A special memory


American Life in Poetry

A wise and loving father fishing with his two sons. Norman Maclean wrote about a time like that in his book “A River Runs Through It,” and here’s a poem by Todd Davis that catches much the same feeling in far fewer words. That’s not to denigrate Maclean but to point out that there are many ways for us to write about our lives. The poet lives in Pennsylvania and this poem is from his book “Native Species,”published by Michigan State University Press.

Thankful for Now

Walking the river back home at the end

of May, locust in bloom, an oriole flitting

through dusky crowns, and the early night sky

going peach, day’s late glow the color of that fruit’s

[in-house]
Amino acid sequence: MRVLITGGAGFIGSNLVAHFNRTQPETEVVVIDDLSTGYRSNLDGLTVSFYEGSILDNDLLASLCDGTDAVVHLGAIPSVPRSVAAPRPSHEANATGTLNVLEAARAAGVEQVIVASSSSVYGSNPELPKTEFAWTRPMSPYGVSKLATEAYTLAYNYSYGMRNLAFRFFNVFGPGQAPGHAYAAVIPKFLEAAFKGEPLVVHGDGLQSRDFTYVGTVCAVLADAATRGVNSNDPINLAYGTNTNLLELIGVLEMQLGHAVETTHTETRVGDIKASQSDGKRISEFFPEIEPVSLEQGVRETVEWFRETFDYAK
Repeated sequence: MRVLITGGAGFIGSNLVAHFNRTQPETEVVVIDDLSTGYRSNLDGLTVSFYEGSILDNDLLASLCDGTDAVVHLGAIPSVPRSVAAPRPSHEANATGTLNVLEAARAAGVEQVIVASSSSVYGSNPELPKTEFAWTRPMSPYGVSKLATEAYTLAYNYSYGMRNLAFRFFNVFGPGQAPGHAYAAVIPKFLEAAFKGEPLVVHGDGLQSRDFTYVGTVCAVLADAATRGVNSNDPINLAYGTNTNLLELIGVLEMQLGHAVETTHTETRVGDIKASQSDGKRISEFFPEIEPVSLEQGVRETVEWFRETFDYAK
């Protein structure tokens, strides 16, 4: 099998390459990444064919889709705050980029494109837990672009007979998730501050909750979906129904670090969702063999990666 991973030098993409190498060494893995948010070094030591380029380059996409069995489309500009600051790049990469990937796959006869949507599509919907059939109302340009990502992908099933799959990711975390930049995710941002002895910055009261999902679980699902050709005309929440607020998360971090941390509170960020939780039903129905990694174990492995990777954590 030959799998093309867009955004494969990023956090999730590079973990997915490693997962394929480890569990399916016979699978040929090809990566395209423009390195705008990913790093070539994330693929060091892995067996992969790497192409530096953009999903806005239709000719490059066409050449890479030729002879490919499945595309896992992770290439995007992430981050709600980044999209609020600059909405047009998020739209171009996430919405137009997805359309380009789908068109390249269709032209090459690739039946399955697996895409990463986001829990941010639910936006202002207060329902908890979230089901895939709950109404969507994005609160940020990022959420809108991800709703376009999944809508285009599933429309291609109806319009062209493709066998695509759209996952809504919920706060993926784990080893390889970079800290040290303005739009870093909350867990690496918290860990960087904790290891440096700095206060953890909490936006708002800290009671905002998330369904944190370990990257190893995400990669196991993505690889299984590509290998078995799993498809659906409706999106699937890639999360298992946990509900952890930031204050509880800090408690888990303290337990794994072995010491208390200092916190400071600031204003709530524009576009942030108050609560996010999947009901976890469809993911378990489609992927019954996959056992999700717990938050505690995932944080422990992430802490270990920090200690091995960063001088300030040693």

flesh, dribbling down over everything, christening

my sons, the two of them walking before me

after a day of fishing, one of them placing a hand

on the other’s shoulder, pointing toward a planet

that’s just appeared, or the swift movement

of that yellow and black bird disappearing

into the growing dark, and now the light, pink

as a crabapple’s flower, and my legs tired

from wading the higher water, and the rocks

that keep turning over, nearly spilling me

into the river, but still thankful for now

when I have enough strength to stay

a few yards behind them, loving this time

of day that shows me the breadth

of their backs, their lean, strong legs

striding, how we all go on in this cold water,

heading home to the sound of the last few

trout splashing, as mayflies float

through the shadowed riffles.

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